Prop. 92 Guaranteed Funding for Community Colleges: NO! This can best be described as a Prop. 98 for community colleges – guaranteeing them a growing level of funding from the state’s tax revenues regardless of their actual attendance, their performance or the state’s fiscal condition and priorities. If you like straight-jackets, you’ll love Prop. 92.
Prop. 93 Term Limits: NEUTRAL. Current term limits are a maximum of 14 years in the legislature: six in the Assembly and eight in the Senate – which is why you see so much office-hopping. Prop. 93 reduces the maximum to 12 years in the legislature, but allows them to be served in the same house. Since I’ve only served eight years in the Senate, Prop. 93 would give me one final term; if it fails I must retire this year. Because I have a conflict of interest, I’m staying out if it.
Propositions 94-97 Indian Gaming Compacts: YES! These propositions ratify the compacts that allow four tribes to expand their casinos. I’m not a gambler, but it’s none of government’s business how people spend their money. I’m tired of government restrictions on enterprise, and I’m tired of government telling us what we can and can’t do. And our economy desperately needs the new jobs and investment.
McClintock, by an odd coincidence, is termed out of the state Senate. His far right followers are all against the term limits revision initiative. To his credit, he can’t claim that he is, too, but he won’t endorse it. He has received enormous financial support from casino tribes in his career. When he ran for governor in the 2003 recall, finally finishing a distant third, it was casino tribe money that floated him as far as he went.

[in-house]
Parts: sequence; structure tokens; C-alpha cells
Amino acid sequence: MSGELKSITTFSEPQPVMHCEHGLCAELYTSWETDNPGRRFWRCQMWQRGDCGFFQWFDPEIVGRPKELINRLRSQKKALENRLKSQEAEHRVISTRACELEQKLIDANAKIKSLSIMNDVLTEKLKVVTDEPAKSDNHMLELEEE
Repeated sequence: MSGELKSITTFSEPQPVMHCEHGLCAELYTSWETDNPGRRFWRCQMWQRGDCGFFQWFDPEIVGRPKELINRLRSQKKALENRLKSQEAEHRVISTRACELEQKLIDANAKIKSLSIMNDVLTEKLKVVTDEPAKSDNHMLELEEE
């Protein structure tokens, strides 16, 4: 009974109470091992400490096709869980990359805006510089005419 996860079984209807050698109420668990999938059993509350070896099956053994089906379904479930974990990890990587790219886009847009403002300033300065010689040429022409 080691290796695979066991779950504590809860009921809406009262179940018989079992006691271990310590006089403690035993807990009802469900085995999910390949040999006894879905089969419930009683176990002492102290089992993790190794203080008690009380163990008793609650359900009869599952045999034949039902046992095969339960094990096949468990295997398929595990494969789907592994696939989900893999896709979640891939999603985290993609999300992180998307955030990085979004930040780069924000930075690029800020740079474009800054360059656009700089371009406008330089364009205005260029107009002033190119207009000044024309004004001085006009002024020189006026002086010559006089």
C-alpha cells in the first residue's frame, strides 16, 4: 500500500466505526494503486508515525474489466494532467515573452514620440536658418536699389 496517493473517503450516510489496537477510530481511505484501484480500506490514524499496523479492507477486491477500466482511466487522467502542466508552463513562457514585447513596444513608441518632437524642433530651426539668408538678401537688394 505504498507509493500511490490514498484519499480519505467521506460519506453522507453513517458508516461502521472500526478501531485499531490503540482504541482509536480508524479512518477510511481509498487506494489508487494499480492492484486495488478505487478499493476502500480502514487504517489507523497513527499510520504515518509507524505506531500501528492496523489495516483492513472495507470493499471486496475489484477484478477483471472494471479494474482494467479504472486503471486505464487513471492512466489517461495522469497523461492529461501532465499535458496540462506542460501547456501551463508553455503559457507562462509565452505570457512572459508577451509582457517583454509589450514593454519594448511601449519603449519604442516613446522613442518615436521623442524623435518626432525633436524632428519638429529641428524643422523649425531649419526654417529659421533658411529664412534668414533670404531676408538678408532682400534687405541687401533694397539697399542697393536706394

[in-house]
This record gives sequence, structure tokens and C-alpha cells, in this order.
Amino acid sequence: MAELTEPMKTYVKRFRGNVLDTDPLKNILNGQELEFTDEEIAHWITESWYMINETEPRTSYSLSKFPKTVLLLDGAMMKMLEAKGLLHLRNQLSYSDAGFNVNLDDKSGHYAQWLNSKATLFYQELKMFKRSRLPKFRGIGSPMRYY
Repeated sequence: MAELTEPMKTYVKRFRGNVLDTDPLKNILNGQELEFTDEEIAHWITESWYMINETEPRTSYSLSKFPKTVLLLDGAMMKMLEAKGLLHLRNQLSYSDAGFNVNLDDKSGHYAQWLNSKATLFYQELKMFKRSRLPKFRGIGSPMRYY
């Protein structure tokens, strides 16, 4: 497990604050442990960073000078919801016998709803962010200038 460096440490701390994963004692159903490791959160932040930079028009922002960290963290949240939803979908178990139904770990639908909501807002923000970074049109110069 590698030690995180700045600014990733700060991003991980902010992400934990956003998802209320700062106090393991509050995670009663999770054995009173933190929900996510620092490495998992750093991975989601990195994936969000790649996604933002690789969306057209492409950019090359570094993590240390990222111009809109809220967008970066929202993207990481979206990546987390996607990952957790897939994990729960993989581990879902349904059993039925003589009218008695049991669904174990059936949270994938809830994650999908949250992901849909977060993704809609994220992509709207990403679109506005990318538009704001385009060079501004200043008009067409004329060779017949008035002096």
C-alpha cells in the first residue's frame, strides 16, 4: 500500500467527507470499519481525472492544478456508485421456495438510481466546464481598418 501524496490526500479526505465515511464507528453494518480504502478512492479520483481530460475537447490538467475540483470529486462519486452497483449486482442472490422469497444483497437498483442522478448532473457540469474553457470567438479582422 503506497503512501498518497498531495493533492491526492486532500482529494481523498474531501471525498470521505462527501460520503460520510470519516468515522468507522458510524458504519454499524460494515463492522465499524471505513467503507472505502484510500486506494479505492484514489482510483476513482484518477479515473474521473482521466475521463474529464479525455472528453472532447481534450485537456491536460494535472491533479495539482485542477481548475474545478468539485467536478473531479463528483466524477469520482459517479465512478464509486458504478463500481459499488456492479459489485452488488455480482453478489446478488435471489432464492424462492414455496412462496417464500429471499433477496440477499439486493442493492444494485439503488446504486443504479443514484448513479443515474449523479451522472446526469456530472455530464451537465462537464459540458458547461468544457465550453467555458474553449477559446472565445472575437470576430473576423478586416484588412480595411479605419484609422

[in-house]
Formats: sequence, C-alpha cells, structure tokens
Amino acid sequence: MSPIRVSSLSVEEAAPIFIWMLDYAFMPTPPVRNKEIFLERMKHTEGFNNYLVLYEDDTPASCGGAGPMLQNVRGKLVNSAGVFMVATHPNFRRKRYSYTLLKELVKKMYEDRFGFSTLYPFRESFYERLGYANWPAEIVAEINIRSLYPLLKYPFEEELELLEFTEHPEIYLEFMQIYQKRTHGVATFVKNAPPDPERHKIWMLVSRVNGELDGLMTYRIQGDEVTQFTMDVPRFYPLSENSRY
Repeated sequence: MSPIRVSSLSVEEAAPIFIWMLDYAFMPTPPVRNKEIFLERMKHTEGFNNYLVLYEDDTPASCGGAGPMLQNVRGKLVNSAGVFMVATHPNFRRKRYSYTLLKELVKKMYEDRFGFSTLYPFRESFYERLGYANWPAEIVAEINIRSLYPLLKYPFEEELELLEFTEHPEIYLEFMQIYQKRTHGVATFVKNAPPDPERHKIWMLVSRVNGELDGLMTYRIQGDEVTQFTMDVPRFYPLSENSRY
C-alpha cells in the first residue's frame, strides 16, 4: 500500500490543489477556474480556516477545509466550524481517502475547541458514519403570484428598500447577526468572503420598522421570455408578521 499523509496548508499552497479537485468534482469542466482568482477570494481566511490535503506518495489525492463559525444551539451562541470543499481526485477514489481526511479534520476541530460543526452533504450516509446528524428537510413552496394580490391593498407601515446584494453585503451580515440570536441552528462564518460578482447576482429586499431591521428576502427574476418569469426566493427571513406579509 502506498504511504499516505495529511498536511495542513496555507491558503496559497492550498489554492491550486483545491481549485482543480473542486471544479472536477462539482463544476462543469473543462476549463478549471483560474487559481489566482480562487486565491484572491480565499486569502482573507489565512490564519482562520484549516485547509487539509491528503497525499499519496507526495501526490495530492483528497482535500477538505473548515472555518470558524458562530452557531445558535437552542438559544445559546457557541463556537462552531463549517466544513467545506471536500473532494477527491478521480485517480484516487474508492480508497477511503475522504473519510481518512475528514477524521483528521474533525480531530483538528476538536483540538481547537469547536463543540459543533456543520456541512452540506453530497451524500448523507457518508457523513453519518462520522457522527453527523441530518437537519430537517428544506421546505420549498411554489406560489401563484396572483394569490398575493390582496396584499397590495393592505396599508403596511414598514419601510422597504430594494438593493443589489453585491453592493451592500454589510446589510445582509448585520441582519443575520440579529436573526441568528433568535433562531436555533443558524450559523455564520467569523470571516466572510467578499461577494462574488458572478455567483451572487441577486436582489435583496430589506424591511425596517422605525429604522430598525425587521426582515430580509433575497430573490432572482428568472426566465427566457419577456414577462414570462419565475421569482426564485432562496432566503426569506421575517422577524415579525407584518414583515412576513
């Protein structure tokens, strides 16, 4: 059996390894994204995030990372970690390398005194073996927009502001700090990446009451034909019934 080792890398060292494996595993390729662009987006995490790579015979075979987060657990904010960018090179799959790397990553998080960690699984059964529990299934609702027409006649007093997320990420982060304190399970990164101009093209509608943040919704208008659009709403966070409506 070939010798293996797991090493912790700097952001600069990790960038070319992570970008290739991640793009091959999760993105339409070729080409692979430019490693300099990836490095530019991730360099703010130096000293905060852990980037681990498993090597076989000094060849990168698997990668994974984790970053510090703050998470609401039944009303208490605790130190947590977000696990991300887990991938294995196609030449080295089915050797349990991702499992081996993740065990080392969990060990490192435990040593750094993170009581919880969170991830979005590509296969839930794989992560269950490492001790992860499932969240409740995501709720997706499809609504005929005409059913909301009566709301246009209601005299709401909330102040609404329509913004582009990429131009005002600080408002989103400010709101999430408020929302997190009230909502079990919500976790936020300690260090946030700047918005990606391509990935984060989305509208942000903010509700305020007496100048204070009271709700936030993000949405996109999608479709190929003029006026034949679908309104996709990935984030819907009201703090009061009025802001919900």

** 24/7 LIVE TV NEWS FEED FROM RUSSIA TODAY. Russia has re-emerged as one of the world’s great powers. Click here for a live TV news feed on your computer, bringing you English-language, jargon-free, fast-paced coverage of global and Russian news from the new Russia Today channel.
You probably already know about CNN International, BBC World, and Al Jazeera. Russia Today, which also features culture, entertainment, and sports, is based in Moscow and is owned and operated by the TV Novosti division of Russia’s state news agency, RIA Novosti.
While it’s quite foolish to expect to see, say, criticism of Vladimir Putin on Russia Today, the channel is very interesting nonetheless. The NWN live link to RT does not constitute an endorsement of the channel’s views. It’s presented as an otherwise unavailable new media window.
** TRACK GLOBAL AND U.S. ENERGY PRICES IN NEAR REAL TIME VIA BLOOMBERG ENERGY MARKET WATCH. Crude oil is trading down around $87 per barrel on renewed fears of a global economic slowdown.